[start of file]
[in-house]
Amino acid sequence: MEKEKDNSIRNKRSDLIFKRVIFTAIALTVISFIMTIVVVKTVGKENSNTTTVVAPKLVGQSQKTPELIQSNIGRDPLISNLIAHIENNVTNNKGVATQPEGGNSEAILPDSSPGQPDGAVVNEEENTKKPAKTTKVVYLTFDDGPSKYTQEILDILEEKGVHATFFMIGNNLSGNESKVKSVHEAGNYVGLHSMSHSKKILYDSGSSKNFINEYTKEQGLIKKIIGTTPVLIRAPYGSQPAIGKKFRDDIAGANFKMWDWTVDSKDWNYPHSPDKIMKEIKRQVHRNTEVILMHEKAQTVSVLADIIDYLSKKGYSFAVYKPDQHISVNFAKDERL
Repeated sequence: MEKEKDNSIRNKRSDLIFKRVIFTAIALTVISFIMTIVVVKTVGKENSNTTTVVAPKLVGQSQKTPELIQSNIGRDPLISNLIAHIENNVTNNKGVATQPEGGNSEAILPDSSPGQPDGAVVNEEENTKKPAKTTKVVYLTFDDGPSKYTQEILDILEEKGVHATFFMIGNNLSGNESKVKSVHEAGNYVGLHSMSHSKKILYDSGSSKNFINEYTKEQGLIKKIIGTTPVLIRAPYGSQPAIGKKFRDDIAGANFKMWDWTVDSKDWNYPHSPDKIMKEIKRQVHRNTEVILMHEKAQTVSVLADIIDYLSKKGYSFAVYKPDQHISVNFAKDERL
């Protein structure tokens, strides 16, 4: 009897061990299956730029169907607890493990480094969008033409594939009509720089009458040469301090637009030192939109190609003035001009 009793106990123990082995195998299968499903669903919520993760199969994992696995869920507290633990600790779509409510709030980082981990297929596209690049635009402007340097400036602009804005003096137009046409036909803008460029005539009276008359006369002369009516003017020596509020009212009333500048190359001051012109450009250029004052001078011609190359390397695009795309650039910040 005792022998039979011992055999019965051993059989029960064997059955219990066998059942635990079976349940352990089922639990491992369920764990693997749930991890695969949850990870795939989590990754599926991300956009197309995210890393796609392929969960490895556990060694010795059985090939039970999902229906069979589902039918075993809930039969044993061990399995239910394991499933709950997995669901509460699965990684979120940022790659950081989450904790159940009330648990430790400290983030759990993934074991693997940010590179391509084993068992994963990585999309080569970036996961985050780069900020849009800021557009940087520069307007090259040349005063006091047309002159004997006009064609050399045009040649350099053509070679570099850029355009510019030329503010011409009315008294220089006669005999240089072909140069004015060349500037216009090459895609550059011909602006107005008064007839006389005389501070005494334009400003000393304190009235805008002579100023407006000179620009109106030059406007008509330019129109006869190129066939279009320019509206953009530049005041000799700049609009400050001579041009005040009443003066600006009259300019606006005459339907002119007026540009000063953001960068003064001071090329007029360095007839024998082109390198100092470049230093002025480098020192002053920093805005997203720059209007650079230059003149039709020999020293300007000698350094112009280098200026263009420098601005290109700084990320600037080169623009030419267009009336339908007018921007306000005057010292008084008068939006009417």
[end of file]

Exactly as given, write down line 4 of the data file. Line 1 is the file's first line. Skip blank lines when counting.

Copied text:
């Protein structure tokens, strides 16, 4: 009897061990299956730029169907607890493990480094969008033409594939009509720089009458040469301090637009030192939109190609003035001009 009793106990123990082995195998299968499903669903919520993760199969994992696995869920507290633990600790779509409510709030980082981990297929596209690049635009402007340097400036602009804005003096137009046409036909803008460029005539009276008359006369002369009516003017020596509020009212009333500048190359001051012109450009250029004052001078011609190359390397695009795309650039910040 005792022998039979011992055999019965051993059989029960064997059955219990066998059942635990079976349940352990089922639990491992369920764990693997749930991890695969949850990870795939989590990754599926991300956009197309995210890393796609392929969960490895556990060694010795059985090939039970999902229906069979589902039918075993809930039969044993061990399995239910394991499933709950997995669901509460699965990684979120940022790659950081989450904790159940009330648990430790400290983030759990993934074991693997940010590179391509084993068992994963990585999309080569970036996961985050780069900020849009800021557009940087520069307007090259040349005063006091047309002159004997006009064609050399045009040649350099053509070679570099850029355009510019030329503010011409009315008294220089006669005999240089072909140069004015060349500037216009090459895609550059011909602006107005008064007839006389005389501070005494334009400003000393304190009235805008002579100023407006000179620009109106030059406007008509330019129109006869190129066939279009320019509206953009530049005041000799700049609009400050001579041009005040009443003066600006009259300019606006005459339907002119007026540009000063953001960068003064001071090329007029360095007839024998082109390198100092470049230093002025480098020192002053920093805005997203720059209007650079230059003149039709020999020293300007000698350094112009280098200026263009420098601005290109700084990320600037080169623009030419267009009336339908007018921007306000005057010292008084008068939006009417």